The upper electrode 26 includes an electrically conductive film having light transmissivity similarly to the lower electrode 21. In the imaging apparatus 1 using the imaging element 10 as one pixel, the upper electrode 26 may be separately provided for each of the pixels, or may be formed as a common electrode for the respective pixels. The upper electrode 26 has, for example, a work function smaller than the work function of the work function adjustment layer 25. The upper electrode 26 has a thickness of 10 nm to 200 nm, for example.

The fixed electric charge layer 27A may include a film having positive fixed electric charges or a film having negative fixed electric charges. Examples of a material of the film having the negative fixed electric charges include hafnium oxide, aluminum oxide, zirconium oxide, tantalum oxide, titanium oxide, and the like. In addition, as a material other than the above-described materials, lanthanum oxide, praseodymium oxide, cerium oxide, neodymium oxide, promethium oxide, samarium oxide, europium oxide, gadolinium oxide, terbium oxide, dysprosium oxide, holmium oxide, thulium oxide, ytterbium oxide, lutetium oxide, yttrium oxide, an aluminum nitride film, a hafnium oxynitride film, an aluminum oxynitride film, or the like may also be used.

The fixed electric charge layer 27A may have a configuration in which two or more kinds of films are stacked. This makes it possible to further enhance a function as a hole accumulation layer, for example, in the case of the film having the negative fixed electric charges.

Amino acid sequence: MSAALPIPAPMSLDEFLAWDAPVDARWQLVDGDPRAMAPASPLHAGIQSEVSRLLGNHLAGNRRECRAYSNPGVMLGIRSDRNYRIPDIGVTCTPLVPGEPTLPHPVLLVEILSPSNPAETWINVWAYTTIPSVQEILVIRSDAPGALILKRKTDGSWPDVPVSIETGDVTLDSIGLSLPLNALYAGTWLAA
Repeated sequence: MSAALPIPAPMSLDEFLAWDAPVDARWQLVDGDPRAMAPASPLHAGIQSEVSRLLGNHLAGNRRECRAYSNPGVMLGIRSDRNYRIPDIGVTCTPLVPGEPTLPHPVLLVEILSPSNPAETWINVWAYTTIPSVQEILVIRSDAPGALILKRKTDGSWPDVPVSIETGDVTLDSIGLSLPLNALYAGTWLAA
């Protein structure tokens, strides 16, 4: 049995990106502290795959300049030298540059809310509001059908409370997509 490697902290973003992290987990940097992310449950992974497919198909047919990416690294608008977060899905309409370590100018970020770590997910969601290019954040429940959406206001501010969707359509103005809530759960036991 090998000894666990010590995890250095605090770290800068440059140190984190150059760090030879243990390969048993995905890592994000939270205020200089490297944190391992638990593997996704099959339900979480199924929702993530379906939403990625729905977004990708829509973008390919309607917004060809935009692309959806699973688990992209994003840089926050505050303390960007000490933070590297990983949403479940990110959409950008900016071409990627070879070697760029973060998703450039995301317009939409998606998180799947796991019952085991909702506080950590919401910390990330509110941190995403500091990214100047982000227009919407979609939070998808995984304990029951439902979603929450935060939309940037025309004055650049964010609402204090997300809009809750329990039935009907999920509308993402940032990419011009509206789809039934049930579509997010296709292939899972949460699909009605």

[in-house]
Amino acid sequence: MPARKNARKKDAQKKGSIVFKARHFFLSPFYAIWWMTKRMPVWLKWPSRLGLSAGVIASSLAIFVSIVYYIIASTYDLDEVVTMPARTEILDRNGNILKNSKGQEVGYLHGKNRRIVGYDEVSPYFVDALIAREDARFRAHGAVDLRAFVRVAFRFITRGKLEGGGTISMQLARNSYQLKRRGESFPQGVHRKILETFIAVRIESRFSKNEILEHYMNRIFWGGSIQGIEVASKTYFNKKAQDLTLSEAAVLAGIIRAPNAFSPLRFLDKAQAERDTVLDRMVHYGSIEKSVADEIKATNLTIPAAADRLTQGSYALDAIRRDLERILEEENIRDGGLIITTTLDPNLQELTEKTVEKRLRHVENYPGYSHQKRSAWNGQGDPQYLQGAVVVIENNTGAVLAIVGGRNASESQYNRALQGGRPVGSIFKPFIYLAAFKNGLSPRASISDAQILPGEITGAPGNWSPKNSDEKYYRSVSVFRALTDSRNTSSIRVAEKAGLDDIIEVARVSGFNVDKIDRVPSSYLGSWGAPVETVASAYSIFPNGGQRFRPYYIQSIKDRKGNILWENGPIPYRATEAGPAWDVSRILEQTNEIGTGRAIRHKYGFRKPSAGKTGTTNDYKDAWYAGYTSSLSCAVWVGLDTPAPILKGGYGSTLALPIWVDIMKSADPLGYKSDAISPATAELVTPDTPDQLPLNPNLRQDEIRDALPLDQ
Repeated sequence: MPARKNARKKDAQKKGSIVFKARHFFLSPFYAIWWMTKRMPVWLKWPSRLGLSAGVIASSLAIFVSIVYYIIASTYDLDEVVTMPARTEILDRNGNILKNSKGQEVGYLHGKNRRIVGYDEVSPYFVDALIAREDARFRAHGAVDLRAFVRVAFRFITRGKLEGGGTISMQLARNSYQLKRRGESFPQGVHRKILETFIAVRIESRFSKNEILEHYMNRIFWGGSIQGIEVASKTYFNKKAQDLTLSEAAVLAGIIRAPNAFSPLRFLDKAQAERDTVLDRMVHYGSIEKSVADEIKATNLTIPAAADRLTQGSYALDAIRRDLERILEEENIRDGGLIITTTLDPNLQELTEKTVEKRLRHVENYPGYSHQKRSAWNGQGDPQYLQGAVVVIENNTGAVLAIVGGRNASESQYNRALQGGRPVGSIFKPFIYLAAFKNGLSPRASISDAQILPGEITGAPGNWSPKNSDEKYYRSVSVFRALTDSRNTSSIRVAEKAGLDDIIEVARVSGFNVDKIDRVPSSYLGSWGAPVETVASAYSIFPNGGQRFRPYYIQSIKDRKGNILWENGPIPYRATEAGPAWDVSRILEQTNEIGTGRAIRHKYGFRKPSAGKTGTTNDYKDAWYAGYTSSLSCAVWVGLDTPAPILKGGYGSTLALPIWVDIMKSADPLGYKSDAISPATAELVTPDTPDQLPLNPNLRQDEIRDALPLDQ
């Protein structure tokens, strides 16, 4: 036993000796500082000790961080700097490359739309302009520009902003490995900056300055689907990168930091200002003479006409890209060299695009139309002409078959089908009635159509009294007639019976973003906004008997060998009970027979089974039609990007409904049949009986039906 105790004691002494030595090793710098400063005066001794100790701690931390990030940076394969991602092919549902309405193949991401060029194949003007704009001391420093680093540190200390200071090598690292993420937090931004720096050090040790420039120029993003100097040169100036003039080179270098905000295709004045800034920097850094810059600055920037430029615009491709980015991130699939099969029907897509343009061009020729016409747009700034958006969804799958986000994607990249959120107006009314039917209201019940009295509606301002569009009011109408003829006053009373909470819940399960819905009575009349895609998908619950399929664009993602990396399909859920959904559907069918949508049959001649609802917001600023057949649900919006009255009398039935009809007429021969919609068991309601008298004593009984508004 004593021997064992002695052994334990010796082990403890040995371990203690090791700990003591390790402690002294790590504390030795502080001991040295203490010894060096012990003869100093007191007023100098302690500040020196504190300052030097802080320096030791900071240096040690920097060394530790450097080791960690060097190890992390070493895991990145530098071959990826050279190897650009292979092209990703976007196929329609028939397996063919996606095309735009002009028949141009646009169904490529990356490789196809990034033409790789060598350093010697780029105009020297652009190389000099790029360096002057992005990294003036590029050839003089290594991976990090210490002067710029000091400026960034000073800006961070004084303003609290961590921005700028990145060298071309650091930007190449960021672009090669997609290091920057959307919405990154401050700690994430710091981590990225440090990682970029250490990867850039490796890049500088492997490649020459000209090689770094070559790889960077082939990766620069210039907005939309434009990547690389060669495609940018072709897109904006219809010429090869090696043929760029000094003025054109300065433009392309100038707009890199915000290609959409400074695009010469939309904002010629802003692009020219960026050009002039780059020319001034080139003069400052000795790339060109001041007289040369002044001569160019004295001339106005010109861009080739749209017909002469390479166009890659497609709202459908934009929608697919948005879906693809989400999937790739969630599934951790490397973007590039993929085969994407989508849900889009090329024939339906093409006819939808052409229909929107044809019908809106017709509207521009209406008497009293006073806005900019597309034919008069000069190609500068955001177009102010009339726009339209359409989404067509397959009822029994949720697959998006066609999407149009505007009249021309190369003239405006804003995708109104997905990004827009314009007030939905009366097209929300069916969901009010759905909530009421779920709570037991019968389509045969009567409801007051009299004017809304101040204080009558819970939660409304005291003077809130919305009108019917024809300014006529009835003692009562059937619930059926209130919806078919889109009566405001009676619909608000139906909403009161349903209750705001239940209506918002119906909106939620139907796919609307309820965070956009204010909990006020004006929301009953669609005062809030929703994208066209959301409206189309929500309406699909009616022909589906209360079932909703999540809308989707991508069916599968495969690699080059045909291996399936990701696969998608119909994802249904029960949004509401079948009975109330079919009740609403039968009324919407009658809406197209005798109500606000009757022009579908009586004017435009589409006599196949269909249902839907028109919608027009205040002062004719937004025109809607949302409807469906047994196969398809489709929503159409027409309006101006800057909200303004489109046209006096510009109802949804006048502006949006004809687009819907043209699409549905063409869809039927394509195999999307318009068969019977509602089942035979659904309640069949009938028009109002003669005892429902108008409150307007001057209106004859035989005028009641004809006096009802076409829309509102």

Although a material of the dielectric layer 27B is not specifically limited, the dielectric layer 27B is formed using, for example, a silicon oxide film, TEOS, a silicon nitride film, a silicon oxynitride film, or the like.

The interlayer insulation layer 28 includes, for example, a single-layer film including one kind of silicon oxide, silicon nitride, silicon oxynitride (SiON), and the like, or a stacked film including two or more kinds thereof.

The insulating layer 22 electrically separates the accumulation electrode 21B and the electric charge accumulation layer 23 from each other. The insulating layer 22 is provided on the interlayer insulating layer 28 to cover the lower electrode 21, for example. In addition, the insulating layer 22 has the opening 22H above the readout electrode 21A of the lower electrode 21, and the readout electrode 21A and the electric charge accumulation layer 23 are electrically coupled to each other via the opening 22H. It is possible to form the insulating layer 22 using a material similar to that of the interlayer insulating layer 28, for example, and the insulating layer 22 includes, for example, a single-layer film including one kind of silicon oxide, silicon nitride, silicon oxynitride (SiON), and the like, or a stacked film including two or more kinds thereof. The insulating layer 22 has a thickness of 20 nm to 500 nm, for example.

The protective layer 29 includes a material having light transmissivity, and includes, for example, a single-layer film including one of silicon oxide, silicon nitride, silicon oxynitride, and the like, or a stacked film including two or more kinds thereof. The protective layer 29 has a thickness of 100 nm to 30000 nm, for example.